• The need to recharge customer acquisition and engagement isn't exactly a new concept, especially for marketers. But Julie touches on some very honest pain points that her company faced before moving past their stale customer acquisition strategies. While, sometimes "what" needs to take place is obvious, the "how" is often lost in translation and a customer's actual needs are not at the forefront of marketing strategies. Julie's answer is to treat every lead as an existing customer - provide each visitor or user with valuable content and solutions from the jump. By adopting this "flywheel" method of customer growth by building relationships as opposed to a traditional sales funnel approach that places customers at the end of the journey , the Adroll team was able grow their new blog visitors by 300%, their organic search visits grew 50% month over month, and their spend potential grew 100%.  
  • I feel like this ties in well with the argument for ungated content. If you want to retain customers that value your services, you have to create a relationship of trust and education. Foster their growth in order to foster your own. It seems so obvious, but how often are we guilty of focusing on taking steps that will lead to a sale as opposed to taking steps that will lead to growth. 
  • Paraphrased: "The worst situation to be in is to not know what your customers want or what they are thinking." 
  • "Customers expect relationships as well as results" 

 

Denise Baker, Account Strategist

There were so many sessions offered for the Inbound conference it was impossible to catch everything live.  Throw on homeschooling two kids during a pandemic and running multiple digital marketing and development teams to the mix and my head was spinning.  Thank goodness, it appears that everything I couldn't catch has been put on the On-Demand section and I will have a chance to revisit some of these sessions in the next few weeks in a format that better fits my busy mom schedule. IE… a glass of wine with a cozy spot in the backseat of my car where the husband and kids won't be able to find me!  

One of the sessions I was able to catch live that I really enjoyed was the Critical Email Marketing Techniques to Crush the Competition session presented by Jay Schwedelson, President and CEO of WorldData.  Here at Diagram we provide email marketing support to many customers, and we have noted very interesting data changes in the last few months that show how customers interact with email now is not the same as they did pre-pandemic.   In some instances, we are seeing open and click through rates smash records, and Jay's feedback aligned with what we are seeing.  His in-depth discussion really touched on data trends marketers are seeing today and trends to think about as a marketer in charge of strategy and content development. If you haven't seen this session, I highly recommend checking it out.  If you have doubts about the capability of a solid email strategy, this session might provide some insights that could change your mind.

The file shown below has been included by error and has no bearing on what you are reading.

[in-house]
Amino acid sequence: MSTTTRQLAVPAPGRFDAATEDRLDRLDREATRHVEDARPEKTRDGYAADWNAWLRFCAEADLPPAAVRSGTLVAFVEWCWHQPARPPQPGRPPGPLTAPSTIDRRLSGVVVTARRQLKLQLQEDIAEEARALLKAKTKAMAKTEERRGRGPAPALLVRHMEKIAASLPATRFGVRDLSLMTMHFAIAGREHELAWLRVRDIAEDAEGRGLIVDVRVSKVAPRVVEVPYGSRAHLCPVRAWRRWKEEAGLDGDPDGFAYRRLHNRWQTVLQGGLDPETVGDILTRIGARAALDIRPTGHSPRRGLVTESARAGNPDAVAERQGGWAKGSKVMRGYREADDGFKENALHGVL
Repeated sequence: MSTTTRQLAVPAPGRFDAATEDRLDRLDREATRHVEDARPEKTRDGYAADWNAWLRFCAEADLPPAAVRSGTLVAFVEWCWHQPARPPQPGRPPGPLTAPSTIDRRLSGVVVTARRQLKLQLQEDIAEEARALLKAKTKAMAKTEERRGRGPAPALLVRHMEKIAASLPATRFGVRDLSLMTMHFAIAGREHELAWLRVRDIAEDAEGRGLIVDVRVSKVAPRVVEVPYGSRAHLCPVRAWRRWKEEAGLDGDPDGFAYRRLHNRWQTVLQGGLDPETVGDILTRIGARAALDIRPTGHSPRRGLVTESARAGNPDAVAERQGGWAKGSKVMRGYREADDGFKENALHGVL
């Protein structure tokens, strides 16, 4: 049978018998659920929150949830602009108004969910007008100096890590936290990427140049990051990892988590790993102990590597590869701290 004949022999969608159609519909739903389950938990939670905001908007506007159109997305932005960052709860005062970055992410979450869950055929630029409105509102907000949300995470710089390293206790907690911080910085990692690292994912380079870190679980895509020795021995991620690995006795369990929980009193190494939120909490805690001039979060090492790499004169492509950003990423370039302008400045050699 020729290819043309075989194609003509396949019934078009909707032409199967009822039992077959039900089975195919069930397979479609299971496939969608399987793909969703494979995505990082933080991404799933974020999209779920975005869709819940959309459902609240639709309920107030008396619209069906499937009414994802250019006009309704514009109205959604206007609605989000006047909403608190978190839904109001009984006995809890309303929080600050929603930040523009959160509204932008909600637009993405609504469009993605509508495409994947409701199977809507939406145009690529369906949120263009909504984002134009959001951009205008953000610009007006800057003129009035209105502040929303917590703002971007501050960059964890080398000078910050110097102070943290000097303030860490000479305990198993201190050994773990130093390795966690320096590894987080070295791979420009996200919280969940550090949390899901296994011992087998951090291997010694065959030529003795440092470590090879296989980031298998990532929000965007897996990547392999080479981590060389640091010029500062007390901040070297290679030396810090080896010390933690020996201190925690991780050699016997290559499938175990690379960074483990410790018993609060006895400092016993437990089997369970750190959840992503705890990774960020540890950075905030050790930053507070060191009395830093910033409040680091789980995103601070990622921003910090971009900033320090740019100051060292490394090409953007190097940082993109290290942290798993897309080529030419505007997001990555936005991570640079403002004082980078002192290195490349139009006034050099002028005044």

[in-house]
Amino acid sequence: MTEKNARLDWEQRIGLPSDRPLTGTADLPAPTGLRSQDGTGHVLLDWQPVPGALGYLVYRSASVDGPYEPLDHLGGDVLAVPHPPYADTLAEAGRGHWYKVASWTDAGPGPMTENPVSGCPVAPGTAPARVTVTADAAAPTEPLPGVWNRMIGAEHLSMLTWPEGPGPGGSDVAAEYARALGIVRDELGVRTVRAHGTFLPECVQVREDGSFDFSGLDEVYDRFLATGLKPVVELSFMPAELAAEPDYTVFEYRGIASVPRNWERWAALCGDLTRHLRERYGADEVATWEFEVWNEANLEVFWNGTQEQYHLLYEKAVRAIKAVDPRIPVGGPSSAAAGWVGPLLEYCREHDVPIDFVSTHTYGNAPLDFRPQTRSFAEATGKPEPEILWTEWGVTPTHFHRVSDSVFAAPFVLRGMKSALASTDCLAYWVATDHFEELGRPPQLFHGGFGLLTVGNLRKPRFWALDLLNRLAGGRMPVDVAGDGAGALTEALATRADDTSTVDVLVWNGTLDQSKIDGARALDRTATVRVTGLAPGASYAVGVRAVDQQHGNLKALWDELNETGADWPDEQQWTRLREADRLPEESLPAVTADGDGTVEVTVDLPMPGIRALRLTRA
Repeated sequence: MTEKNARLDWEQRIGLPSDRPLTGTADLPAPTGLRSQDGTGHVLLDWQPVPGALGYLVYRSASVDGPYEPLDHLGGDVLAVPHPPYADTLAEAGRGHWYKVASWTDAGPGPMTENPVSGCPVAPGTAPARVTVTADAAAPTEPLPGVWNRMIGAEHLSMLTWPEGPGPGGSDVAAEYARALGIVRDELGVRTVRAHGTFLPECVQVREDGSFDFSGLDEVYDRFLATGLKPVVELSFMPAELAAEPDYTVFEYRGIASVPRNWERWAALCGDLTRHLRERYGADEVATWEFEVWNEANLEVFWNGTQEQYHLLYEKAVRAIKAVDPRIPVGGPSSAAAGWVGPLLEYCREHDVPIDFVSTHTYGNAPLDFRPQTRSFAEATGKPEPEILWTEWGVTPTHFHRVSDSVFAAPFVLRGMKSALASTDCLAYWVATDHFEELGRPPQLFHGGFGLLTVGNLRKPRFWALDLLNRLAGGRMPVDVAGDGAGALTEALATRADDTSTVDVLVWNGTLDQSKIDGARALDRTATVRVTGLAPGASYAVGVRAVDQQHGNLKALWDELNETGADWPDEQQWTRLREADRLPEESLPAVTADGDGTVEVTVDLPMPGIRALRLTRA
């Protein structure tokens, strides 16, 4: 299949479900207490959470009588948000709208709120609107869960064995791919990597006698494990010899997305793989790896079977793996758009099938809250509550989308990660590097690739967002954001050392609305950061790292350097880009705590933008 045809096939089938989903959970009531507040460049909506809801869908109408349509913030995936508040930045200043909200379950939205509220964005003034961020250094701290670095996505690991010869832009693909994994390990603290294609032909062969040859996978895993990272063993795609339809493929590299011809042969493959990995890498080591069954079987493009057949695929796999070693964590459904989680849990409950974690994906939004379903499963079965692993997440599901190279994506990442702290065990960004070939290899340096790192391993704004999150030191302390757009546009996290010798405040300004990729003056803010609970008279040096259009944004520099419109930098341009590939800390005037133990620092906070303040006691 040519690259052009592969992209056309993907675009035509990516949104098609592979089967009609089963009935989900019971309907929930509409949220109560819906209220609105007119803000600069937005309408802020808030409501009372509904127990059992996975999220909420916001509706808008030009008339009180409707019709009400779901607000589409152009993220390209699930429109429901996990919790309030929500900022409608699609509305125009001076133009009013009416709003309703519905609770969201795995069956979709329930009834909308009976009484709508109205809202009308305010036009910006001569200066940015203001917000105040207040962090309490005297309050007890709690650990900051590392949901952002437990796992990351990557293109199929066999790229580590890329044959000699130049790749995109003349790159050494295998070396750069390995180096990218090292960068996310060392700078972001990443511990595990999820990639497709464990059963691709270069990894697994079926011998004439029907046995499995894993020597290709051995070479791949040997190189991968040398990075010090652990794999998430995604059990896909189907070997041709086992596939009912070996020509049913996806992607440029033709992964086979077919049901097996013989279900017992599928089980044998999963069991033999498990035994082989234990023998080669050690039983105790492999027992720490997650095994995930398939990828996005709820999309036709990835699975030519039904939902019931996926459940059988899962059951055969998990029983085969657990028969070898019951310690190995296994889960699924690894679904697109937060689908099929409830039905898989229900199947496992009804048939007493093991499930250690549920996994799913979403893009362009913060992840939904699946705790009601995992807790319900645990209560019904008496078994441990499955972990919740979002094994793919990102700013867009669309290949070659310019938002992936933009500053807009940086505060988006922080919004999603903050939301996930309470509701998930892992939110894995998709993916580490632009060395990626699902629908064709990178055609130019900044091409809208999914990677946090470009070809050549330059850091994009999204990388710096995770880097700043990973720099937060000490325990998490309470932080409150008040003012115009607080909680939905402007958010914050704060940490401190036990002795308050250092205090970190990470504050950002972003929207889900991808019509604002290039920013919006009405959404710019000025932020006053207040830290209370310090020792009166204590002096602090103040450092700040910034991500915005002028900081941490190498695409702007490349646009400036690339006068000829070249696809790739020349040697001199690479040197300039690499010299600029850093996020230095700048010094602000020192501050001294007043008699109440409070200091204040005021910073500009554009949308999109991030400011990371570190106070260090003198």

Jonna Robertson, Account Strategist

My sessions highlights of Inbound include:

How to Sell SEO To Nonbelievers - Matthew Howells-Barby

Key takeaways:

  • Defining the “Total Available Market” should be a priority for new SEO projects
  • Estimate total search volume 
  • Estimate total traffic (i.e. 3 or 5% of total search volume)
  • Define conversion goals (assume X% of total visitors convert)
  • Results in a potential revenue figure that can be shared with uninvested leaders and team members
  • To start: pilot a project with minimum viable investment to prove the case and expand from there

Other great sessions with practical takeaways for our B2B clients included:

  • 10 Scientific Secrets that Make Your Content Impossible to Ignore - Nancy Harhut
  • Yes, But Our Business is Different: B2B Insight for Traditional Thinkers -Ryan Burkett

 

Rob Schall, Sr. Developer

One of the sessions I enjoyed was with Eric Martin of Twitter. In a time when many companies are focused on removing negative social media posts, he provided insights on how businesses are using negative customer feedback to inform product decisions and to provide a better end user experience and product. Those most critical of your product could very well be the biggest contributors in improving your product to find a large audience and market.

 

 

Have questions or comments about this post? We'd love to hear from you.